In this blog post I will describe what a PARP inhibitor is, and provide all the FDA approval information and a few articles that compare the different types.
Let's start with this definition provided by the NCI.
"A substance that blocks an enzyme in cells called PARP. PARP helps repair DNA when it becomes damaged. DNA damage may be caused by many things, including exposure to UV light, radiation, certain anticancer drugs, or other substances in the environment. In cancer treatment, blocking PARP may help keep cancer cells from repairing their damaged DNA, causing them to die. PARP inhibitors are a type of targeted therapy. Also called poly (ADP-ribose) polymerase inhibitor."
I'm more a visual person so here is a video by Dana Farber that you might find helpful.
Now lets look at each PARP and when , who and why it was approved. The FDA pages include references to the clinical trials that the approval was based on. Remember there are still clinical trials enrolling that may use a PARP in combination with other treatments.
FDA Approval Summary: Olaparib Monotherapy in Patients with Deleterious Germline BRCA-Mutated Advanced Ovarian Cancer Treated with Three or More Lines of Chemotherapy. https://www.ncbi.nlm.nih.gov/pubmed/26187614
On Aug. 17, 2017, the U.S. Food and Drug Administration granted regular approval to olaparib tablets (Lynparza, AstraZeneca) for the maintenance treatment of adult patients with recurrent epithelial ovarian, fallopian tube, or primary peritoneal cancer, who are in a complete or partial response to platinum-based chemotherapy.
On March 27, 2017 , the U.S. Food and Drug Administration approved niraparib (ZEJULA, Tesaro, Inc.), a poly ADP-ribose polymerase (PARP) inhibitor, for the maintenance treatment of adult patients with recurrent epithelial ovarian, fallopian tube, or primary peritoneal cancer who are in complete or partial response to platinum-based chemotherapy.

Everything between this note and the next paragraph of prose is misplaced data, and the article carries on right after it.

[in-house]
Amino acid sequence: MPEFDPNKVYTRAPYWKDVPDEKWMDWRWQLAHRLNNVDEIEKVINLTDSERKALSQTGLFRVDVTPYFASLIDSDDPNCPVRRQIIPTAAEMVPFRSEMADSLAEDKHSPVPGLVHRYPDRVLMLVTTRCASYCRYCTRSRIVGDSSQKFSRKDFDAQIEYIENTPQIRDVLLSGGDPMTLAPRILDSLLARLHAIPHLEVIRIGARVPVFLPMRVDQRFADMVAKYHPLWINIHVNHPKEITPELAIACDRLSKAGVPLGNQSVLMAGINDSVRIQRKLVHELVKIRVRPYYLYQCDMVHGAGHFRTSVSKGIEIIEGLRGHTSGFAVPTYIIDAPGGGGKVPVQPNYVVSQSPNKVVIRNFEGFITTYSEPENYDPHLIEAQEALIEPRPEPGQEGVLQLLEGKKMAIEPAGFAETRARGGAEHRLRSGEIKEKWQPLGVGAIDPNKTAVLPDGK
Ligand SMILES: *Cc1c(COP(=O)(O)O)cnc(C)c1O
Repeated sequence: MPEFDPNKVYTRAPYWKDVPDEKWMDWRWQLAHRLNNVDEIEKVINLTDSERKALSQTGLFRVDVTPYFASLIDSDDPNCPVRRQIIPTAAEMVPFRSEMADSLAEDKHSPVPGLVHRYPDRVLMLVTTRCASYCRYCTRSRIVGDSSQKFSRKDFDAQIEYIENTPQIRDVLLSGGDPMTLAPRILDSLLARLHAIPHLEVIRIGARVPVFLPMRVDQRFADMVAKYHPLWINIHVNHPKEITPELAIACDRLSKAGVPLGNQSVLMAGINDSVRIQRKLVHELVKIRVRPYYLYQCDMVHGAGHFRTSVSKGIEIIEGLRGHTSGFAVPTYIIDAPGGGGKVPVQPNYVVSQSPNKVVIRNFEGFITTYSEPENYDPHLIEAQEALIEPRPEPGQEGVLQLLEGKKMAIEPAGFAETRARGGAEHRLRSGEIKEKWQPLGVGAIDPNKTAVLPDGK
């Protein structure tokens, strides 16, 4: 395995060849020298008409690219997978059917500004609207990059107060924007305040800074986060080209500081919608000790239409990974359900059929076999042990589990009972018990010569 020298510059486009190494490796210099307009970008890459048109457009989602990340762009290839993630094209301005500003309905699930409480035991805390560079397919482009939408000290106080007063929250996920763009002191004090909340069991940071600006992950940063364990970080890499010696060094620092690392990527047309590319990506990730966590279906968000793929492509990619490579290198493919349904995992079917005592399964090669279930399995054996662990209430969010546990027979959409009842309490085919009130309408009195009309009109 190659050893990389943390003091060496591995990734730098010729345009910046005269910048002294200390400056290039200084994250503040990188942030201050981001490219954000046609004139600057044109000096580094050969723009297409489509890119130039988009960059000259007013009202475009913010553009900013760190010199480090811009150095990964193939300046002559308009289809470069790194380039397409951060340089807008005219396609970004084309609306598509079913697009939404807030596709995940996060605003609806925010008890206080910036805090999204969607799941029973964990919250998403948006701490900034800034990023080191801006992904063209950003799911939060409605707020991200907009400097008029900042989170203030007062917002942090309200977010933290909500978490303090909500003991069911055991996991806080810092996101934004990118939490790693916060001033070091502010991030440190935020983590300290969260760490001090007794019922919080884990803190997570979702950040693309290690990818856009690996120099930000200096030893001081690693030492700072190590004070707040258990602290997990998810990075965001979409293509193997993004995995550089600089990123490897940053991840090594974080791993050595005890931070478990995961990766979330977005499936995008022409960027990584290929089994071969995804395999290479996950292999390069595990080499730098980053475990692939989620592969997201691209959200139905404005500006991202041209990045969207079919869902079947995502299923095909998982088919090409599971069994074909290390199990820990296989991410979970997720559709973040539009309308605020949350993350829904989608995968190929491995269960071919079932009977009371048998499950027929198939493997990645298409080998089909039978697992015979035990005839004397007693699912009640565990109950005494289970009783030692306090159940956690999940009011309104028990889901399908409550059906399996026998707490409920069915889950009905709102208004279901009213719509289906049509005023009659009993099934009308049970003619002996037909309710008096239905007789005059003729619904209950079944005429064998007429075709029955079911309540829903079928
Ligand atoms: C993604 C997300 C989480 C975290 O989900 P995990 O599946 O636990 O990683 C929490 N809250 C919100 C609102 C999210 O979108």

Here is additional information from an article in the AACR Journal
On October 23, 2019,the Food and Drug Administration approved niraparib (ZEJULA, Tesaro, Inc.) for patients with advanced ovarian, fallopian tube, or primary peritoneal cancer treated with three or more prior chemotherapy regimens and whose cancer is associated with homologous recombination deficiency (HRD)-positive status. HRD is defined by either a deleterious or suspected deleterious BRCA mutation, or genomic instability in patients with disease progression greater than six months after response to the last platinum-based chemotherapy.
On April 6, 2018, the Food and Drug Administration approved rucaparib (Rubraca®, Clovis Oncology Inc.), a poly ADP-ribose polymerase (PARP) inhibitor, for the maintenance treatment of recurrent epithelial ovarian, fallopian tube, or primary peritoneal cancer who are in a complete or partial response to platinum-based chemotherapy.
This NCI blog post PARP Inhibitors as Show Promis as Initial Treatment for Ovarian Cancer pulls together the use of PARPs for initial treatment.
While this 30 minute webinar is geared toward medical professionals, it provides an overview of all three PARP inhibitors and their use.
If you have other resources you would like to share on PARP inhibitors please leave a link the the comment section and I will update this page.
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